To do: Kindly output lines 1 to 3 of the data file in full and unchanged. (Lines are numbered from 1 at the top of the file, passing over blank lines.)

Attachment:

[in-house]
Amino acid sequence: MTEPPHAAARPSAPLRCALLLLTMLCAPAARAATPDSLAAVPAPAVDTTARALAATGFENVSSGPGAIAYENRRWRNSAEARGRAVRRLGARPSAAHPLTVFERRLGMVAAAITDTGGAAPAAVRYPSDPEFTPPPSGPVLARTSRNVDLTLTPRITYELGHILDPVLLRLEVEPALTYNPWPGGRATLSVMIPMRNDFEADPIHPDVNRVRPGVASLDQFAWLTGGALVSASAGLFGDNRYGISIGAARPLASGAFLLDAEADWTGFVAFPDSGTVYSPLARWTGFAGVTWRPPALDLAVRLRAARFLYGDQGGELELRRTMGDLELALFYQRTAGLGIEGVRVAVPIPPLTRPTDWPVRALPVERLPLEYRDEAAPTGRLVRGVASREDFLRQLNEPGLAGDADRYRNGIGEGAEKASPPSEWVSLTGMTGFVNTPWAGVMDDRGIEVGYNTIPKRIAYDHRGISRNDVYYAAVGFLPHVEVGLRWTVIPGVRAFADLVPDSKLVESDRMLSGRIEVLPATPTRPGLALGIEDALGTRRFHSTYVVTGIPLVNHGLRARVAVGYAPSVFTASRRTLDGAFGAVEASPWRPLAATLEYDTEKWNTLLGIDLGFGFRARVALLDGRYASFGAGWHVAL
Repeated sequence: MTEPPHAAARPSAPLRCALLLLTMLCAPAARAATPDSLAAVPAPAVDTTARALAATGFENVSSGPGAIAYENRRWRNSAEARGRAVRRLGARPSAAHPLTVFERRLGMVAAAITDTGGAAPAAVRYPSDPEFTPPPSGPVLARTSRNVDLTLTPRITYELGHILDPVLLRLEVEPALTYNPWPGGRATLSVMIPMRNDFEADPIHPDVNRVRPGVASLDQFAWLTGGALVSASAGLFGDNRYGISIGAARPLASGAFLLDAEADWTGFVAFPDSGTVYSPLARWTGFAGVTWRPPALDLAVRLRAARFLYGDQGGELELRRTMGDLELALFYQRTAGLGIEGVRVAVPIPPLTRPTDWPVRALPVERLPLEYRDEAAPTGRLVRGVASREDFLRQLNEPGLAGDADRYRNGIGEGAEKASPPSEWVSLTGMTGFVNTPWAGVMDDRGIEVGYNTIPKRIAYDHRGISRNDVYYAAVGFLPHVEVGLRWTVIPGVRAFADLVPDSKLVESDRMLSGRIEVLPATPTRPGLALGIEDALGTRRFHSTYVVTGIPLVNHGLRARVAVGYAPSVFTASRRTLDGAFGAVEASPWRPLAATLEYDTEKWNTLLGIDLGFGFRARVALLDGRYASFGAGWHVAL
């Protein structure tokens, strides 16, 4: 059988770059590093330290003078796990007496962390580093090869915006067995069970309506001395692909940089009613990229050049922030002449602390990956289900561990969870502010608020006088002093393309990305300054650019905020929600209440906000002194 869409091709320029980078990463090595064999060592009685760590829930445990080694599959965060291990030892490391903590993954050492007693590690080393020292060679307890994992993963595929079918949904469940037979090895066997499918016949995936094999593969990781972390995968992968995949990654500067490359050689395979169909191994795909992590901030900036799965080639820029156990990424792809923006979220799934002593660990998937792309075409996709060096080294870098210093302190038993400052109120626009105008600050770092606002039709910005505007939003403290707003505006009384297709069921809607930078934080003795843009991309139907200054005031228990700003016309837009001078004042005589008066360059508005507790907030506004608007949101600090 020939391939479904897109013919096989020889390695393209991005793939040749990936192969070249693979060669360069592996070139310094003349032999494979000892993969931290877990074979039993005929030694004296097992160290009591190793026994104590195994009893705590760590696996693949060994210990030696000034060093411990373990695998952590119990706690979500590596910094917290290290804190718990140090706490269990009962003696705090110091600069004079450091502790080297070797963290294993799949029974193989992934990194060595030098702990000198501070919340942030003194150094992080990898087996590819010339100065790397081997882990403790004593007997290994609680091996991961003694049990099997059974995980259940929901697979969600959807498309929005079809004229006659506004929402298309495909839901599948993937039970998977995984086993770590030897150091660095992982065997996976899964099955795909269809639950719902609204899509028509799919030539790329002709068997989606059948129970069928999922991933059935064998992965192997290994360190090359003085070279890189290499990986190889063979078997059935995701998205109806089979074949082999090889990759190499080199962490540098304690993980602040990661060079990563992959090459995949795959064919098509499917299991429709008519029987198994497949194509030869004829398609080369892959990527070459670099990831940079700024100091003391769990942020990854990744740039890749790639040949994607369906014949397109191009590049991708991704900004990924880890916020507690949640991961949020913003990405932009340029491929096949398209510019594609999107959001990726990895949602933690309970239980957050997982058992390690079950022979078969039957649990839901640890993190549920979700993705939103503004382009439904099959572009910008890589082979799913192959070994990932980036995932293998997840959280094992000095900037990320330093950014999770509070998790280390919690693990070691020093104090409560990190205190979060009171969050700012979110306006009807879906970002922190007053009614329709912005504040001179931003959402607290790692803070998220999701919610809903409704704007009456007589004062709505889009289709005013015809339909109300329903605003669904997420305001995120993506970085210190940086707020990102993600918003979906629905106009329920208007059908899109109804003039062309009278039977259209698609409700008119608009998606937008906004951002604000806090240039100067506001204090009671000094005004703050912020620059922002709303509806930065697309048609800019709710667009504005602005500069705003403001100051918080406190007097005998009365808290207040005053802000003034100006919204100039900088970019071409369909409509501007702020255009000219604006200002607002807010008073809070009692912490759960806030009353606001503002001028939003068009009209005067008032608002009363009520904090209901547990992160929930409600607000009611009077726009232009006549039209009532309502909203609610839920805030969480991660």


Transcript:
[in-house]
Amino acid sequence: MTEPPHAAARPSAPLRCALLLLTMLCAPAARAATPDSLAAVPAPAVDTTARALAATGFENVSSGPGAIAYENRRWRNSAEARGRAVRRLGARPSAAHPLTVFERRLGMVAAAITDTGGAAPAAVRYPSDPEFTPPPSGPVLARTSRNVDLTLTPRITYELGHILDPVLLRLEVEPALTYNPWPGGRATLSVMIPMRNDFEADPIHPDVNRVRPGVASLDQFAWLTGGALVSASAGLFGDNRYGISIGAARPLASGAFLLDAEADWTGFVAFPDSGTVYSPLARWTGFAGVTWRPPALDLAVRLRAARFLYGDQGGELELRRTMGDLELALFYQRTAGLGIEGVRVAVPIPPLTRPTDWPVRALPVERLPLEYRDEAAPTGRLVRGVASREDFLRQLNEPGLAGDADRYRNGIGEGAEKASPPSEWVSLTGMTGFVNTPWAGVMDDRGIEVGYNTIPKRIAYDHRGISRNDVYYAAVGFLPHVEVGLRWTVIPGVRAFADLVPDSKLVESDRMLSGRIEVLPATPTRPGLALGIEDALGTRRFHSTYVVTGIPLVNHGLRARVAVGYAPSVFTASRRTLDGAFGAVEASPWRPLAATLEYDTEKWNTLLGIDLGFGFRARVALLDGRYASFGAGWHVAL
Repeated sequence: MTEPPHAAARPSAPLRCALLLLTMLCAPAARAATPDSLAAVPAPAVDTTARALAATGFENVSSGPGAIAYENRRWRNSAEARGRAVRRLGARPSAAHPLTVFERRLGMVAAAITDTGGAAPAAVRYPSDPEFTPPPSGPVLARTSRNVDLTLTPRITYELGHILDPVLLRLEVEPALTYNPWPGGRATLSVMIPMRNDFEADPIHPDVNRVRPGVASLDQFAWLTGGALVSASAGLFGDNRYGISIGAARPLASGAFLLDAEADWTGFVAFPDSGTVYSPLARWTGFAGVTWRPPALDLAVRLRAARFLYGDQGGELELRRTMGDLELALFYQRTAGLGIEGVRVAVPIPPLTRPTDWPVRALPVERLPLEYRDEAAPTGRLVRGVASREDFLRQLNEPGLAGDADRYRNGIGEGAEKASPPSEWVSLTGMTGFVNTPWAGVMDDRGIEVGYNTIPKRIAYDHRGISRNDVYYAAVGFLPHVEVGLRWTVIPGVRAFADLVPDSKLVESDRMLSGRIEVLPATPTRPGLALGIEDALGTRRFHSTYVVTGIPLVNHGLRARVAVGYAPSVFTASRRTLDGAFGAVEASPWRPLAATLEYDTEKWNTLLGIDLGFGFRARVALLDGRYASFGAGWHVAL